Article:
21 October 2013

"The Thousand Autumns of Jacob DeZoet"

During my blogcation I had time to finish this enjoyable book.  You have to be patient at the beginning because there are lots of characters to meet, with many unfamiliar names, and lots to learn about how the Dutch operated their Japanese trading site and how the Japanese interacted (or not) with foreigners.

I'll defer any commentary on the plot, which after it gets going is quite interesting.  I'm surprised the book has not been made into a movie.  It certainly has all the requisite elements - including explosions.
"The novel won the 2011 Commonwealth Writers' Prize regional prize (South Asia and Europe); was long listed for the 2010 Man Booker Prize for Fiction, was one of Time Magazine's "Best Books of the Year" (#4 Fiction), and a New York Times Notable Book of the Year. It was shortlisted for the 2011 Walter Scott Prize."
Unfamiliar words encountered:  picul, snonky, palanquin, scratting, provedore, smatter, scull [cheat], vang, root-truckled, holystone, loblolly, ingravescent, cockchafer, carronade.

Interesting passages:
"Great men are greatly complex beings.  It's true that Linnaean taxonomy underlies botany, but he taught also that swallows hibernate under lakes; that twelve-foot giants thump about Patagonia; and that Hottentos are monorchids, p[ossessing but a single testicle.  They have two.  I looked.  Deus creavit, his otto ran, Linnaeus disposuit, and dissenters were heretics whose careers must be crushed."  (p. 123)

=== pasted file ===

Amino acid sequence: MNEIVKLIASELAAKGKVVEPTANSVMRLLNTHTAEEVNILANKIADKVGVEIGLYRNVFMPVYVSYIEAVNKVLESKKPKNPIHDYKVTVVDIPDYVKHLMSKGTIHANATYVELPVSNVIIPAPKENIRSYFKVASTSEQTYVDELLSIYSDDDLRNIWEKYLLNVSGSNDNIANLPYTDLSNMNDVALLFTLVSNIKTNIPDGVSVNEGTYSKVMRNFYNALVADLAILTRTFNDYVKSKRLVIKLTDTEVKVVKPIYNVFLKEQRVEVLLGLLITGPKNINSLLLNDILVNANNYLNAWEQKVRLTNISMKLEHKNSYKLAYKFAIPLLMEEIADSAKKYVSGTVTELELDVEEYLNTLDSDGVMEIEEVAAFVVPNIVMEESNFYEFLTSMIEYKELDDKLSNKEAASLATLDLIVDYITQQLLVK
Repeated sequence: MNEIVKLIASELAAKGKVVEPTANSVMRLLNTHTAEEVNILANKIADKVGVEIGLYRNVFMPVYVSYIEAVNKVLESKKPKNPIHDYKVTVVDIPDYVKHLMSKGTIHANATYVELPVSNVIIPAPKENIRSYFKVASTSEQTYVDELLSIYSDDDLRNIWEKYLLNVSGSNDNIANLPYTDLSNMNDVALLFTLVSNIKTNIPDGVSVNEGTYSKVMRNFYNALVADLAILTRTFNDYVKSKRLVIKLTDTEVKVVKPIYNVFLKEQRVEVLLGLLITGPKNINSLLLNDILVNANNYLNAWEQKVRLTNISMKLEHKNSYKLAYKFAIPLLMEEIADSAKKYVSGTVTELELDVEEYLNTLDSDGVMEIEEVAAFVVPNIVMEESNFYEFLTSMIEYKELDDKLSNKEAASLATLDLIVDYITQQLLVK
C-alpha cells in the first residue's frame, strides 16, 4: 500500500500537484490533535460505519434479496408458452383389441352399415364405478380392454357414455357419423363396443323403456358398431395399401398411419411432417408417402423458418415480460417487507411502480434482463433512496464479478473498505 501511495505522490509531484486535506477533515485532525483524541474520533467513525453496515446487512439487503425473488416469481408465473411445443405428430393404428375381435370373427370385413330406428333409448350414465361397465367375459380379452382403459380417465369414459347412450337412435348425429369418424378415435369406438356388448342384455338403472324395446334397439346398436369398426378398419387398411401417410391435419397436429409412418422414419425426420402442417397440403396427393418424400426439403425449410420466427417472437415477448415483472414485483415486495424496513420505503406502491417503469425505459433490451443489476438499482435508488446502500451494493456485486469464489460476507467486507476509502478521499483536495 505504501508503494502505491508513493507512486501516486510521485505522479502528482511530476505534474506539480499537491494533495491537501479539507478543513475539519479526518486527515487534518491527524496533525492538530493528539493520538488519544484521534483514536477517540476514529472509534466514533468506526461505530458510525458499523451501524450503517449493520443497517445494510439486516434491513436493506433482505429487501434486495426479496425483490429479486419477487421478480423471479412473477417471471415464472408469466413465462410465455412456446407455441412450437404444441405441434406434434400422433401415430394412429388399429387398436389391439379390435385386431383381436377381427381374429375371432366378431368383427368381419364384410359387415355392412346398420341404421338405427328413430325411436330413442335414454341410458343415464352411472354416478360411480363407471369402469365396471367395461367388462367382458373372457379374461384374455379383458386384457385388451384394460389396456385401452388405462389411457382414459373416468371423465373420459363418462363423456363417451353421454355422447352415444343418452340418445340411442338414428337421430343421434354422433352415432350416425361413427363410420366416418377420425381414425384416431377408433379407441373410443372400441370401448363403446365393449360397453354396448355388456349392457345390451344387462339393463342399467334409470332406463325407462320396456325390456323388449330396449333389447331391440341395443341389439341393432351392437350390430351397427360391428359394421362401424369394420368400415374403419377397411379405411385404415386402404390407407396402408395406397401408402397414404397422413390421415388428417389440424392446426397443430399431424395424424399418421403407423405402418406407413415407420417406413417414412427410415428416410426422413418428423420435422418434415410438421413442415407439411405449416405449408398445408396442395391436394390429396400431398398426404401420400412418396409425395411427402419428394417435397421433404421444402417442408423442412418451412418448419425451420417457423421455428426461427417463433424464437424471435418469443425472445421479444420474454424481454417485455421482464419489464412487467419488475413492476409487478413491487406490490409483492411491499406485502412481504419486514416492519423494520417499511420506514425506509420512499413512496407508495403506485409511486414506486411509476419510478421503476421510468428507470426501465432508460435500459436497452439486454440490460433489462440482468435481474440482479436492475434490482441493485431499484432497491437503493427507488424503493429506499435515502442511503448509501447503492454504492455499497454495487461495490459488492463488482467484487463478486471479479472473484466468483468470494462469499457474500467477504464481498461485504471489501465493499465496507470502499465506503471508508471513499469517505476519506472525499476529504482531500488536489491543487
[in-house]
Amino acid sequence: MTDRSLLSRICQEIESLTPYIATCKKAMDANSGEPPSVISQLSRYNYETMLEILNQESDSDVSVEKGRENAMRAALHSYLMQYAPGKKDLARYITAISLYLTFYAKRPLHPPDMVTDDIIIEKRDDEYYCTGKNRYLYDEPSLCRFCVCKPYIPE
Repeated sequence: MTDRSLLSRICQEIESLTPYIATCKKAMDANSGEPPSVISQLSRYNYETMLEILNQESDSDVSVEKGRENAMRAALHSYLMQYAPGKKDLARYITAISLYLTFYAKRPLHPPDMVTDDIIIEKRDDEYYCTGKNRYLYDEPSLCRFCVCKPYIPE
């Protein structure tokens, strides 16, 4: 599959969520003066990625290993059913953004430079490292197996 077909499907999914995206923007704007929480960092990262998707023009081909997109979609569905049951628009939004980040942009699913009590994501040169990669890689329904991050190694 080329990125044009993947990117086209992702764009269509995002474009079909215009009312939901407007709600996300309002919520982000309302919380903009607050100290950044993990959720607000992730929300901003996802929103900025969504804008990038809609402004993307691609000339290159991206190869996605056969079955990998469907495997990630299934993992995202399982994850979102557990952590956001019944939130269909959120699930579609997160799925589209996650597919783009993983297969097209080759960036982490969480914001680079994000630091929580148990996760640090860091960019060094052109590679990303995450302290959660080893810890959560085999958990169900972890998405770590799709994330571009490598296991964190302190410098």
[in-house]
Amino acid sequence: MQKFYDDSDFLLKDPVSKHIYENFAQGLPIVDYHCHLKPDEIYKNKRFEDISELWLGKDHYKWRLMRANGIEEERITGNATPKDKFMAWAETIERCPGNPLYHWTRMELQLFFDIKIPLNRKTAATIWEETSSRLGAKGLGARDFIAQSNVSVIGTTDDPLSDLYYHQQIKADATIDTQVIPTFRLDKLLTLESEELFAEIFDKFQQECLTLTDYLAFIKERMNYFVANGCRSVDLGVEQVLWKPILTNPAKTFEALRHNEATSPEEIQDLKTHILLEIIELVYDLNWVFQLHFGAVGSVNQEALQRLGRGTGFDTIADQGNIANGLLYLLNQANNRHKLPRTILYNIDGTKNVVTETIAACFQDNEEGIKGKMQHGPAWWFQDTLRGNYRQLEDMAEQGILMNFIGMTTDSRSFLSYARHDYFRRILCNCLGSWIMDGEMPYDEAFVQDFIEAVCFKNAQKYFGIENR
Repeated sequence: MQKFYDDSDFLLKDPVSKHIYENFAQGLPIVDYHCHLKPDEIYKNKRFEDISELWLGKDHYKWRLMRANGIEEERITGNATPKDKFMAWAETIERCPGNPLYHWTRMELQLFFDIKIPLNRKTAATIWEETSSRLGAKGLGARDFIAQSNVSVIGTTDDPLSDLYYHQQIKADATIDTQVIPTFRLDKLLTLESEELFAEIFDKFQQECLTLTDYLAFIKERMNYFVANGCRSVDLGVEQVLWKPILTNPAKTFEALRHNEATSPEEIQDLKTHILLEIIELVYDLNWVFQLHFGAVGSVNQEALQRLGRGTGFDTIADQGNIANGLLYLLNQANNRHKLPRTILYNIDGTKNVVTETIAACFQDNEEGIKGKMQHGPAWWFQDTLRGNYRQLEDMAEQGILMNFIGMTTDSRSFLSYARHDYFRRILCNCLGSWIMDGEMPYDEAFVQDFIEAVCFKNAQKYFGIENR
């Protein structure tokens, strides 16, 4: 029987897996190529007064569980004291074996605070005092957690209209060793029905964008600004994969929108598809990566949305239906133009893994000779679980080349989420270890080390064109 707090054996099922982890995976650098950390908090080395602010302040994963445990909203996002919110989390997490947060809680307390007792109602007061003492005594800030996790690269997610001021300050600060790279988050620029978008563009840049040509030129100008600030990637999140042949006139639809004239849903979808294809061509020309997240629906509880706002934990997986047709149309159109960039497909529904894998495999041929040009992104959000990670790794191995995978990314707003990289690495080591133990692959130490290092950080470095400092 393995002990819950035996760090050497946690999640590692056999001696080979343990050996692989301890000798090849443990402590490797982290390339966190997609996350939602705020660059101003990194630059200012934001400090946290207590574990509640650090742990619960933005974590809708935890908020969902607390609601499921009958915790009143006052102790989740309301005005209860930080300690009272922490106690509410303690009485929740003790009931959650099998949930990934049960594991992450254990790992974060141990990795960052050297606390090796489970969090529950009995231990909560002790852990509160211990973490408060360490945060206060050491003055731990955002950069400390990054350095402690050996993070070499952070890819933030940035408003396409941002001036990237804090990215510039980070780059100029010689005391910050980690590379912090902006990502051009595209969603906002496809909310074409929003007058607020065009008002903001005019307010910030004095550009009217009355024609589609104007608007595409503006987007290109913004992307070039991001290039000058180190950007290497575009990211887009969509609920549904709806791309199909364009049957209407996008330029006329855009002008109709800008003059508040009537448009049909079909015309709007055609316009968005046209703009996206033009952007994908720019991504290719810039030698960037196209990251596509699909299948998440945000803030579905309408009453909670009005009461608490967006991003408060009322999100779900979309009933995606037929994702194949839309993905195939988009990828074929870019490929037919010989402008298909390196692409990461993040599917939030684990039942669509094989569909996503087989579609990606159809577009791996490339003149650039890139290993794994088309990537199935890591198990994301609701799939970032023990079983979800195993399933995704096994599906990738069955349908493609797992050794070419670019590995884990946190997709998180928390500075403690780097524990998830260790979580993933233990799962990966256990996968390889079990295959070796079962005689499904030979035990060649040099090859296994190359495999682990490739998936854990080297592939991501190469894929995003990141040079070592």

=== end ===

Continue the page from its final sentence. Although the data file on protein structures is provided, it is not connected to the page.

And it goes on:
"He enjoys scraping his inkstone, mixing a few drops of water, and dipping his brush." (p. 234)

"I shall bring a dosage daily, sir.  Now for the bloodletting."  He produces a bleeding dish and a rusty lancet and holds the captain's forearm...Nash inserts the catheter to prevent scabbing..." (p. 339) (what would it have been - a quill?)

 "Surgeon Nash unscrews a corked pot.  "Pus is how the body purges itself of excessive blue bile, and blue bile is the root of gout.  By widening the wound, applying a scraping of murine fecal matter"- he uncorks the pot and extracts a mouse dropping with a pair of tweezers - "we can stimulate the discharge and expect and improvement  within seven days..." (p. 385)

"Oh.  Well, as my friend the dean observes," Marinus says, leaning on the rail, "we have just enough religion to make us hate, but not enough to make us love..." (p. 395)

"Grote is our best merchant: he could sell sheep shit to shepherds."  (p. 440)

A gang of the topmen cup their mouths and shout at the acting chief, "Scrub, little Dutch boy, scrub scrub scrub!" and wave the reverse of their index and middle fingers... "Why do the English do that?" "I believe it all goes back to archers at the Battle of Agincourt." (p. 440).
Image of Dejima from Wikipedia.


  1. Replies
    1. The link I inserted has his name and a further link to a page about him.


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